Monday, September 29, 2014

Which Wikipedia d’ya read?

[Expanded with further examples]

In an earlier essay (Shabbos goy), we pointed out the parallel between Schutzverwandte and dhimmis, noting in passing that the English Wikipedia entry for the latter presents a curiously euphemistic portrait of the disabilities of dhimmitude, by contrast with the fully informative German Wiki entry, which documents the vicissitudes of these marginally tolerated non-Muslim minorities throughout history,  not surpressing mention (entirely absent from the lo-cal English version) of the persecutions of Jews and Christians under the Abbassid caliph al-Mutawakkil, their houses marked by black death’s-heads, their persons by a special yellow garment that forshadowed the yellow Judenstern of Nazi notoriety.

And now it appears that there might be a pattern here.
Desiring an elucidation of the phrase “al-Wala’ wa-l-Bara’”, I looked it up in English Wikipedia.  The entry reads, in its entirety:

Al Wala' Wal Bara' is an Arabic phrase. Within the context of Islam, the phrase means, on one hand, drawing near to what is pleasing to Allah and His Messenger and, on the other hand, withdrawing from what is displeasing to Allah and His Messenger.

Almost tautological in its po-faced uninformativeness, that entry also jars by its stilted style, and a certain cognitive naivety it is hard to put your finger on.
[The use of "Allah" instead of "God"  is also a tipoff  that something is amiss.  But I'll let Murphy tell it:   Murphy on the Allah/God question. (In the column to the right.)]

The German entry lets you enter an entirely different world.  Instead of the apple-pie-and-motherhood English Wiki Care Bears formulation, we learn just what these things “displeasing to Allah” are, that Muslims are enjoined to “withdraw” from:

Al-walāʾ wal-barāʾa (arabisch ‏الولاء والبراءة‎) ist ein Rechtsbegriff und muslimischer Grundsatz im Umgang mit den Anhängern anderer Religionen. Übersetzt heißt es etwa „Freundschaft/Unterstützung und Meidung“. Gemeint ist damit der Grundsatz, sich von allen Nichtmuslimen fernzuhalten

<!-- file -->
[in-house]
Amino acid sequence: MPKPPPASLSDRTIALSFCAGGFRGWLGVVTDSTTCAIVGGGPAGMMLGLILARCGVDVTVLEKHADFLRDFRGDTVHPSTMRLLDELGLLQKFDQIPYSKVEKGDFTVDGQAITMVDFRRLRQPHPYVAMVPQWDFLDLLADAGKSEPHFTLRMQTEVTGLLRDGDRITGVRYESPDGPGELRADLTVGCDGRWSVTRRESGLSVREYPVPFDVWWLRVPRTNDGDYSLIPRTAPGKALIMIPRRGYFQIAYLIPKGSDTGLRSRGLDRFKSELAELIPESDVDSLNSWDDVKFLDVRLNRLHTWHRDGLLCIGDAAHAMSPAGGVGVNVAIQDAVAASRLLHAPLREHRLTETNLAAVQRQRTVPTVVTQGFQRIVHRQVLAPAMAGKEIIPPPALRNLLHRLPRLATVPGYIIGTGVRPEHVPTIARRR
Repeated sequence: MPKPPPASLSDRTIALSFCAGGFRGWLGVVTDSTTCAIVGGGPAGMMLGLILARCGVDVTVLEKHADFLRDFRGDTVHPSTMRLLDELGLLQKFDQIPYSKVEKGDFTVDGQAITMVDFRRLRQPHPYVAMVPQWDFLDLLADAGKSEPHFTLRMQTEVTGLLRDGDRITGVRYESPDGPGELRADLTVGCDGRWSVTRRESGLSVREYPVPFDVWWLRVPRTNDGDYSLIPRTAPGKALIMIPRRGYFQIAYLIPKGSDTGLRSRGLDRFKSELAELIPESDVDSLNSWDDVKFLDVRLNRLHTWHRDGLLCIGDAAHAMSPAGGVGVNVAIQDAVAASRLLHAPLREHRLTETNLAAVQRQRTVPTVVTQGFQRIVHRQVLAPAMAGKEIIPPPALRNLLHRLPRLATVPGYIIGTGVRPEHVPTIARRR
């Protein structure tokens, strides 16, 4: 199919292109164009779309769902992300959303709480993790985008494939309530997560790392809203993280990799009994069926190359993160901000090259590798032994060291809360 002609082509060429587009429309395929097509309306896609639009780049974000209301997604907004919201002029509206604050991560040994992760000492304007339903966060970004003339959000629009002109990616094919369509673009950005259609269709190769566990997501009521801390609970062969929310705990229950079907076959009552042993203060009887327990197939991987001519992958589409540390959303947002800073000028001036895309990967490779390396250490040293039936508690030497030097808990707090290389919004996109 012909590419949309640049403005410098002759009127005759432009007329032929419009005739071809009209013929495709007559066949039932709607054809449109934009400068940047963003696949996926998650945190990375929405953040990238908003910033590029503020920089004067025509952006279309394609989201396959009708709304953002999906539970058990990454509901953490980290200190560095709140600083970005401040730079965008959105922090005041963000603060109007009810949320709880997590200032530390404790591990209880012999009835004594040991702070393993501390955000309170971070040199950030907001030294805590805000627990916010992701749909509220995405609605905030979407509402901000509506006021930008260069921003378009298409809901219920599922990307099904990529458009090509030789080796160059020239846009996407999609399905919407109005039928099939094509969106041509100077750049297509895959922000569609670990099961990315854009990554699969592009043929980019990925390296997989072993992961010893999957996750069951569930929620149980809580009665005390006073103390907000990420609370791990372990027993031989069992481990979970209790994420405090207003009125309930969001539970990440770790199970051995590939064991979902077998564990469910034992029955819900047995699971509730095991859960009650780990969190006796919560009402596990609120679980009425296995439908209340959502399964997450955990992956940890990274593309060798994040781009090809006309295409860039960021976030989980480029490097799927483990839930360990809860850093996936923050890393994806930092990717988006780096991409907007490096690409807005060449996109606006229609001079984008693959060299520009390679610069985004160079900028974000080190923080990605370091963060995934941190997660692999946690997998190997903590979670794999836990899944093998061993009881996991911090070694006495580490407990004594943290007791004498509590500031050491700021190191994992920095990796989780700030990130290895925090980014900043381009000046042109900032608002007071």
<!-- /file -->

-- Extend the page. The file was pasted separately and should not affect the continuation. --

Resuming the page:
Zur Begründung wird häufig folgender Koranvers herangezogen:
    „Ihr Gläubigen! Nehmt euch nicht die Juden und die Christen zu Freunden!"

[Sura 5, verse 51.]  In other words:  Christians and Jews.
(Note, b.t.w., that the German transcription of the Arabic is much superior to the amateurish English one.)

This all is backed by scholarly footnotes, and a contrast between the relatively latitudinarian attitude of the Egyptian TV preacher Yusuf al-Qaradâwi, versus that of the Saudi grand mufti `Abd-al-Azîz bin Bâz: “Per se sei freundschaftlicher Umgang mit Nicht-Muslimen verboten.

In short, the English Wikipedia entries have been neutered by Political Correctness.


By now rather intrigued, I looked up the word jihâd, whose meaning has been the subject of great contortions by the apologists, to blandish the kuffâr.   These are often promulgated in particular by women, who depict jihad as  a purely non-violent, muslimy matter of spiritual growth and Finding the Inner You. 

The German version pulls no punches: